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Fighting Prop 208: Valley business owners plan lawsuit to stop tax hike from going into effect

Earlier this month, voters passed Proposition 208, the measure that would raise taxes for the state's high-income earners. The funds would go to education, but opponents are ready to file a lawsuit, trying to squash the tax hike before it goes into effect.

Prop 208 passed with more than 50% of the vote and would take effect January 1, but Valley business owners and attorneys say the initiative violates Arizona's constitution and they've announced the start of a legal battle to prevent the tax increase from happening.

"We're trying to recover from COVID and now we're being kicked in the gut as we're trying to get up," said Ann Siner, CEO of My Sister's Closet.

Siner says she's been forced to let go of about 70 employees because of the pandemic and a 3.5% tax hike would wreak further havoc on small businesses.

"I pay over 50% in taxes. You add another 4% to that, quite frankly, I'd say I'm 61-years-old, maybe I've had enough. Maybe it's not worth the battle anymore."

She's among those planning to take legal action to stop Prop 208. Nearly 1.7 million voters approved the ballot measure, which would raise about $1 billion in tax revenue for education.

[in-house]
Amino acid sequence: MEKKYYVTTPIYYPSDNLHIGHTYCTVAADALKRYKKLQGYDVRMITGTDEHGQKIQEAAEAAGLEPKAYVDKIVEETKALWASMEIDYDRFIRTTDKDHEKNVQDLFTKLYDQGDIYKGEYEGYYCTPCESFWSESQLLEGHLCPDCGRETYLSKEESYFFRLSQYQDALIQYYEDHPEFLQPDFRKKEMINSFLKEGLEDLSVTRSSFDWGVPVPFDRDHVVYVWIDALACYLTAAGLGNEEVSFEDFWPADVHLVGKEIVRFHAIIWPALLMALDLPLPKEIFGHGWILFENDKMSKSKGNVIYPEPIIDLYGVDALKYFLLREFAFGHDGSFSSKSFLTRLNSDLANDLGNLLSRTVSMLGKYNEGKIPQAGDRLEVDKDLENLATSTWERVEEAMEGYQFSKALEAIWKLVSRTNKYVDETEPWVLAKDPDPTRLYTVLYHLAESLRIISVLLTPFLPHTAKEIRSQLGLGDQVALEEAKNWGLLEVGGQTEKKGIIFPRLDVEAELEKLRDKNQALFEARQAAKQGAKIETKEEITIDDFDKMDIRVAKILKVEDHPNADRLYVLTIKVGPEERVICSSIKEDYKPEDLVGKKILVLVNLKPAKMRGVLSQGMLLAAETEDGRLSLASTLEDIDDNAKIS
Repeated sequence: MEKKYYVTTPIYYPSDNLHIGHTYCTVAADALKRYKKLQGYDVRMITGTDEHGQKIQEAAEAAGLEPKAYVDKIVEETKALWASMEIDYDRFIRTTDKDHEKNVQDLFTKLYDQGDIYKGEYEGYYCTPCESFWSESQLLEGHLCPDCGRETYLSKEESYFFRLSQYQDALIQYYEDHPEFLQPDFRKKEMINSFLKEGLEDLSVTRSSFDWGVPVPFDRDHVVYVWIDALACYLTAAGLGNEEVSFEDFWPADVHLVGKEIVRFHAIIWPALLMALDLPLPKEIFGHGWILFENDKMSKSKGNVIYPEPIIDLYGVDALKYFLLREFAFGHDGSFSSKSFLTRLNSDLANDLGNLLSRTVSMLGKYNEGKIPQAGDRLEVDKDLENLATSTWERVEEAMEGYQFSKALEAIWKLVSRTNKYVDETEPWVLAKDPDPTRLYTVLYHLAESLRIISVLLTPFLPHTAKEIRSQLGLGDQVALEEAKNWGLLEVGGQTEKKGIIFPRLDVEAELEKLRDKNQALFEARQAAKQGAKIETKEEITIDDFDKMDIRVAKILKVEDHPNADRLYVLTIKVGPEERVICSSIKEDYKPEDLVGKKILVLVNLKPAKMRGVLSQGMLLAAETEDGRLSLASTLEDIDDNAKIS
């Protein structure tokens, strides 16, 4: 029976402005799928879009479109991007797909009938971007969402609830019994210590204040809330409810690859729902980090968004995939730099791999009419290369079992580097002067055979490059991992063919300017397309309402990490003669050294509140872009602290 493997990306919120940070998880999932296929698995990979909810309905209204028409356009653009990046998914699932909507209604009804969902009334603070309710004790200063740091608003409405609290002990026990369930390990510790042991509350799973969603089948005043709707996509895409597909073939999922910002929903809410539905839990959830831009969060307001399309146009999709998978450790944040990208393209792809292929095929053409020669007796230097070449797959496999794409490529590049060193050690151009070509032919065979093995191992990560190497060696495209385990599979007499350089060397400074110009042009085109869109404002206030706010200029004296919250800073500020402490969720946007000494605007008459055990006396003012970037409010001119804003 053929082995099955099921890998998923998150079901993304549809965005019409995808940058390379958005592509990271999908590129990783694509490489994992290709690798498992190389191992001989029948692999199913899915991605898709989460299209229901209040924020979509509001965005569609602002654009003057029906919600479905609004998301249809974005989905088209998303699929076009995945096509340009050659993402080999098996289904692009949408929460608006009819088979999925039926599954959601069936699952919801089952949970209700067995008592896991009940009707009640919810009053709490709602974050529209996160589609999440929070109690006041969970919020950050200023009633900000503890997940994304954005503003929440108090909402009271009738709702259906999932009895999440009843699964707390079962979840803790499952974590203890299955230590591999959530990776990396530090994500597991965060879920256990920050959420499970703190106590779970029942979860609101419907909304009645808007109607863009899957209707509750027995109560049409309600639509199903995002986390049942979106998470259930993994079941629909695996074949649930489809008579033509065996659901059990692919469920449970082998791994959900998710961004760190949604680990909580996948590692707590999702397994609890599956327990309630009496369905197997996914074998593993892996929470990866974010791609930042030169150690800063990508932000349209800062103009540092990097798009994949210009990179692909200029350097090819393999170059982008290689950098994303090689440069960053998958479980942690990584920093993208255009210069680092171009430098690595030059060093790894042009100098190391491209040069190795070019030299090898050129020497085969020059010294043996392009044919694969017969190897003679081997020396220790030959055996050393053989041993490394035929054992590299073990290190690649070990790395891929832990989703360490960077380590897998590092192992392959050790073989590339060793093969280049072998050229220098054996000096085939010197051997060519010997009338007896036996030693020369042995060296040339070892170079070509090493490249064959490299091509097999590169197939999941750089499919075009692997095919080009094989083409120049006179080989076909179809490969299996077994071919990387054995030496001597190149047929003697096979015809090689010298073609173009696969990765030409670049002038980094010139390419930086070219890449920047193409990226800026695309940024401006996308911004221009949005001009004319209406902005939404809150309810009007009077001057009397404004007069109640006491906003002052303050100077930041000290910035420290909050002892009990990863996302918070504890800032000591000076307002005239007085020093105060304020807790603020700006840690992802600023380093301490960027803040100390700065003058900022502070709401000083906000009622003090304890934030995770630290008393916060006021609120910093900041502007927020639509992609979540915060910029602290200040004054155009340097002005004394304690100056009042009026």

Attorneys say they're not against funding education, but ".. the question here was this the appropriate way to do so?" said Thomas Galvin of the Rose Law group. "Is it appropriate to have a proposition on the ballot that circumvents the constitution with a statutory change. And the answer is you can't. You can't have a statute supersede the constitution."

The author of Prop 208 says his team is prepared for a court battle, calling the lawsuit a desperate grab by his opponents.

"It's legally sound. It's already passed one legal review in the Arizona Supreme Court.. we have no doubt that it is constitutional, it's legally sound, it will go into effect on January 1, it's going to raise a lot of money for Arizona schools," said David Lujan.

The lawsuit cannot be officially filed until the results of the Nov. 3 election are certified by the secretary of state. That's expected to happen on Nov. 30.

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